A/N Evadne is bothering me. So i wrote this instead.

Feuilly's hands were often stained with paint when he came to the café Musain in the evenings. Jehan would often watch his hands as he gestured, hypnotized by the colors, the patterns, the designs his brain would form the stains into. 'Like watching clouds' he thought.

They all knew Feuilly painted fans for a living, but beyond that, they really knew nothing about him. He was from the South, that was clear from the accent, and was an orphan, he had mentioned that, but really, that was it. As a rule, no one talked of what they did during the day when it was time to discuss what they would do at night. When the talk turned to revolution, there were no other thoughts in their heads, and when the talk became lighter, friendlier, Feuilly was rarely around. He worked long hours and rarely had time to frequent cafes or hang around talking until the wee hours of the morning. Besides Jehan himself, he was the newest member of their society.

Jehan would often wait for Feuilly without really knowing why, casting subconscious glances towards the door, and starting when he was spoken to. Eventually, after hours passed, Jehan would have to resign himself to the fact that Feuilly was not showing up that night, and he would have to go home with a small bit of his heart missing.

But then, on nights of Official Meetings, when Feuilly would show up, usually coming straight from work, and always with stained hands, Jehan's heart would soar. He would wave to him like a ridiculous child and pat the seat next to him, and Feuilly would sit down. They would exchange a few words before the meeting was called to order, and Jehan would spend the rest of the night casting secretive glances at Feuilly's hands.

One night, Feuilly noticed him.

" You were staring at me." He said abruptly. Jehan started, and could say nothing. He turned bright red. He shook his head vigorously. Words wouldn't come.

"Don't deny it. I saw you." Jehan's eyes were studying the floor, or else he would have seen that Feuilly was smiling. " Why?"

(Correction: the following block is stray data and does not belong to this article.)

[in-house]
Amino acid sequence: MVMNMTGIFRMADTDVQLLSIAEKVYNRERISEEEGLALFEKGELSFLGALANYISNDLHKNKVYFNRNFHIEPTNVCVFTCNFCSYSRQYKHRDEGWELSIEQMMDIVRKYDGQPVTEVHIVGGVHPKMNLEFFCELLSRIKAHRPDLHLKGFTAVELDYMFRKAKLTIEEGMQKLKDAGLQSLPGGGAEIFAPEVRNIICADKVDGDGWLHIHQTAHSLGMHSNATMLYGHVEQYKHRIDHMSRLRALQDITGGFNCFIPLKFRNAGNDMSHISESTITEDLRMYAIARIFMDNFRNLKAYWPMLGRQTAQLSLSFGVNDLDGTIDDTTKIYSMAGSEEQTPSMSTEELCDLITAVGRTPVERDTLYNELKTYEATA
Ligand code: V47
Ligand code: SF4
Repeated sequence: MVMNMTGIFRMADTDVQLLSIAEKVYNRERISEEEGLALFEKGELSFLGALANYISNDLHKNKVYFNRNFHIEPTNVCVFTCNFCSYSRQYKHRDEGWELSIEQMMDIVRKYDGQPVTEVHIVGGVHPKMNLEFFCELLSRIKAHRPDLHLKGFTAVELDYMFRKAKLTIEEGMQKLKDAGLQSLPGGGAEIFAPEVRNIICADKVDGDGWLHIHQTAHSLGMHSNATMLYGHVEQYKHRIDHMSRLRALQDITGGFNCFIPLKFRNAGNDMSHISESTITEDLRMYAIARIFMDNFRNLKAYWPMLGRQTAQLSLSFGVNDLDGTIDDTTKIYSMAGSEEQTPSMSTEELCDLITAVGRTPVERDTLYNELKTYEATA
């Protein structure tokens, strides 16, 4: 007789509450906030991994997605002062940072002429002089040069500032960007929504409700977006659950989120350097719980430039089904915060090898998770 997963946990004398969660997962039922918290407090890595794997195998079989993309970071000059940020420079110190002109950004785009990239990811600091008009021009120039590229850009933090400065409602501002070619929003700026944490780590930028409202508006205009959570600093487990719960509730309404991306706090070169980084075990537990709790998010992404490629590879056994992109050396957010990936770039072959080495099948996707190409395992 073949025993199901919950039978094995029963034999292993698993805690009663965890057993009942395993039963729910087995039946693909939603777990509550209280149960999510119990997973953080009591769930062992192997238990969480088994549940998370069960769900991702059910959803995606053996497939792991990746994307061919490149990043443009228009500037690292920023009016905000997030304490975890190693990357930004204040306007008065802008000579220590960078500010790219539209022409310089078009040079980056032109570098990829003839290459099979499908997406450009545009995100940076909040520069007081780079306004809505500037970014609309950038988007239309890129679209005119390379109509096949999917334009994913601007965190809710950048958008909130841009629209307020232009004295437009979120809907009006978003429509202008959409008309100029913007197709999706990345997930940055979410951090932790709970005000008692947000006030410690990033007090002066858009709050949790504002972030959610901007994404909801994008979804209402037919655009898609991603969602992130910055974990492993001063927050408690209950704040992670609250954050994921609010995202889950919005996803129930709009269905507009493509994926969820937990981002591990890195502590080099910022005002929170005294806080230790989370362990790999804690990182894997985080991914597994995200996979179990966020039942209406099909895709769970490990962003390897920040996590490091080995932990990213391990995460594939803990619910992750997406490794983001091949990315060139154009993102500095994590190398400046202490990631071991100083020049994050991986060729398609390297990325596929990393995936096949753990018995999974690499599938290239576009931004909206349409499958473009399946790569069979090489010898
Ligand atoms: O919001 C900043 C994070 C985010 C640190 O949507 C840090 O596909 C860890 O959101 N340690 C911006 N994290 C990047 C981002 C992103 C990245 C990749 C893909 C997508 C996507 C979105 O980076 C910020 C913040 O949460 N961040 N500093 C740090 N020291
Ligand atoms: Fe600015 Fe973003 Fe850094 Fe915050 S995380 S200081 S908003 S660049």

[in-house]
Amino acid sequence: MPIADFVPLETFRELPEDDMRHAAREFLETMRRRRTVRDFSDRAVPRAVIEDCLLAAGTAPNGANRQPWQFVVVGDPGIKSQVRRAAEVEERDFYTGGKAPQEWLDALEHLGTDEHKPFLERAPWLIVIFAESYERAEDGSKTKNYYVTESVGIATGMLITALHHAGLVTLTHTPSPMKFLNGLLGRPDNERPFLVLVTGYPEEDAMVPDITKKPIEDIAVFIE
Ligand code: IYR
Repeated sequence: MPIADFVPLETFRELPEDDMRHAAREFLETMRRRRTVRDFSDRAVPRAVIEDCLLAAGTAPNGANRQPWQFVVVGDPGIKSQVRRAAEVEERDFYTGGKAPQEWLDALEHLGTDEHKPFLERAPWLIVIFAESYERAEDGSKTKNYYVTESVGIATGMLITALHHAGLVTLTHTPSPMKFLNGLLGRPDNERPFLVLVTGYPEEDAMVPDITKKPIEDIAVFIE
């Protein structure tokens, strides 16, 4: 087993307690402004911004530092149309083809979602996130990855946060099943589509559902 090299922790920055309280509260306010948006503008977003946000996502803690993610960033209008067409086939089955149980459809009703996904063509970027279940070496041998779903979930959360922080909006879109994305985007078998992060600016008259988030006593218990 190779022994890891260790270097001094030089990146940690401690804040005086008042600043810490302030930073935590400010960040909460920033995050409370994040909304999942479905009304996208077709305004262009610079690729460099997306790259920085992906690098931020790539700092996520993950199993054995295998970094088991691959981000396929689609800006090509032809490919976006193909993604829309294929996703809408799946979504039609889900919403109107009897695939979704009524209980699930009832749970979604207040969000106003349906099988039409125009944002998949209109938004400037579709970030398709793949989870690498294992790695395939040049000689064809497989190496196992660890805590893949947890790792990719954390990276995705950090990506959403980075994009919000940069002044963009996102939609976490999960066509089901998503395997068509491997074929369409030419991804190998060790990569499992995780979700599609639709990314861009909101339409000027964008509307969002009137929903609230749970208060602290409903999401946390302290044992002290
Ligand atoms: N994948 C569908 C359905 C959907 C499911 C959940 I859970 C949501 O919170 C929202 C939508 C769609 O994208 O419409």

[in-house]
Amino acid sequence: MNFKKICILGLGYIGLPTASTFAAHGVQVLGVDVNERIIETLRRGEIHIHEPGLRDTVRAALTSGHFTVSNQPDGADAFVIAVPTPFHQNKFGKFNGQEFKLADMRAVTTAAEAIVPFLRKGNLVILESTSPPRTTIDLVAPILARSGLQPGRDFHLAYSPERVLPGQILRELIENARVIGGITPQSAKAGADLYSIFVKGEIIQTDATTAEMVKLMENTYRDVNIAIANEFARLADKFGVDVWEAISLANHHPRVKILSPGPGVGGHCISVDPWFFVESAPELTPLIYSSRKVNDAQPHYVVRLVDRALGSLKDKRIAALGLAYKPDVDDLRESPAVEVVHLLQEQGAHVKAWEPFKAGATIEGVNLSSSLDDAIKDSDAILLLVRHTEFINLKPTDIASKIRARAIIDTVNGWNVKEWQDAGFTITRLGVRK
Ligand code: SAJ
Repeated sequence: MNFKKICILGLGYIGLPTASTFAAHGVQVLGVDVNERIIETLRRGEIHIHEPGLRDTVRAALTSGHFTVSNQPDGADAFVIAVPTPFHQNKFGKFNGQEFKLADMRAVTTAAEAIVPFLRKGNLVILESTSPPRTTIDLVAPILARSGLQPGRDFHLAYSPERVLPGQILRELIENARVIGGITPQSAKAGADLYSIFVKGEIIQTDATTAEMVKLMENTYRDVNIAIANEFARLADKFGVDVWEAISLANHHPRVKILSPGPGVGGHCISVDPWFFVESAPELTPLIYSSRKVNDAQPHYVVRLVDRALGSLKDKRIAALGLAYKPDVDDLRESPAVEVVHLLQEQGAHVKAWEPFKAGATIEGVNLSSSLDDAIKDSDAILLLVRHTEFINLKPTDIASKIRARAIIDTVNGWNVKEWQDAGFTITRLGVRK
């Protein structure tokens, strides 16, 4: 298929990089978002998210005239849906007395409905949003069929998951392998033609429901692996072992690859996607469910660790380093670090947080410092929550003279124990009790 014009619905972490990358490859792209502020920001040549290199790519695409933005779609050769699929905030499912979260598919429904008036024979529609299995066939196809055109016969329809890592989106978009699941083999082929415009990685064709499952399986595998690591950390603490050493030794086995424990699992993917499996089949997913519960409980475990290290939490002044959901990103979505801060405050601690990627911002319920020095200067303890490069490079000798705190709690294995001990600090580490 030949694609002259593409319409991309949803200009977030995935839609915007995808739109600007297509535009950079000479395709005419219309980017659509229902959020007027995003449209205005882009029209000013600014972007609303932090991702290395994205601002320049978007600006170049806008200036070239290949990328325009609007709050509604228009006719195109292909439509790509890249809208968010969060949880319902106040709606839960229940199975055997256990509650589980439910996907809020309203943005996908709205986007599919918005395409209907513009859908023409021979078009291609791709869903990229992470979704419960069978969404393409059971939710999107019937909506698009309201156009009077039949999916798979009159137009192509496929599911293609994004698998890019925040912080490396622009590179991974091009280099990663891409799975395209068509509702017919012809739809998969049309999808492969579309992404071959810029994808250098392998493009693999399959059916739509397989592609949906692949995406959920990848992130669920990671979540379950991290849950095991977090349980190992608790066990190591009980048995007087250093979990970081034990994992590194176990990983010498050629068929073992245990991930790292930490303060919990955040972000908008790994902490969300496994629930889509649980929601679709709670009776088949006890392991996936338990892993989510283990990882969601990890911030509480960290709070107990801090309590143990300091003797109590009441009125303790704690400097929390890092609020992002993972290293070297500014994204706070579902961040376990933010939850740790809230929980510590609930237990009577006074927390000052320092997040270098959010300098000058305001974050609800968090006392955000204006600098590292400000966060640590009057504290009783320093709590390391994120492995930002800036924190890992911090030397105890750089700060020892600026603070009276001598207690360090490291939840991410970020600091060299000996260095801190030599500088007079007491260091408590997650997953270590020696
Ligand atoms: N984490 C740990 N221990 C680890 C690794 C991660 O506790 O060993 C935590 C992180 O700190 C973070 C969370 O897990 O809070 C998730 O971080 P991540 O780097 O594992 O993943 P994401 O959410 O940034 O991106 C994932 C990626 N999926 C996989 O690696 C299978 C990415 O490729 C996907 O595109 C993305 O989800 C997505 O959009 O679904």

" I wasn't staring at you." Jehan said, when words finally came. " I was staring at your hands."

"My hands." Feuilly repeated, raising one eyebrow. " What's so interesting about my hands?"

" Not so much the—the hands, but the paint." Feuilly said nothing, obviously waiting for Jehan to clarify. " I was looking at the paint stains. I was thinking about what you might have made today, what you might have painted. I was thinking about the blue stain, here—" Jehan hesitantly reached out for one of Feuilly's hands, staring again at the small blue stain, "—and I was thinking that it was the same color of the sky on a woman's fan I saw today. She was a pretty girl, and I was thinking how she was waving her fan, even though it isn't hot out, she was waving it to show it off, because it was obviously expensive. And I was wondering if perhaps you had painted the sky on the fan—it was a pastoral scene, if I didn't mention it—and I know that you don't make much money, but I knew from looking at it that that fan was expensive. And the girl who was showing it off was rich, that was clear, so she must have paid a lot for it, and I was wondering how much you actually got from the price of the fan. I mean, it takes a lot of people to make a fan. Someone has to go to Africa and get the ivory, and then the ivory has to be imported and someone else has to put the ivory together, then someone has spin the silk, and then someone else has to put it together, and then someone else has to paint it. And at every stage, someone has to buy the previous product, it must not be cheap to make just one fan. But then they sell fans to rich women at what must be ten times the cost it takes to make one and I was wondering how much, after expenses and profit, how much you got. And I was wondering if it was enough." Jehan looked up, then noticed he was still holding Feuilly's hand. He dropped it hastily. Feuilly raised his eyebrow again.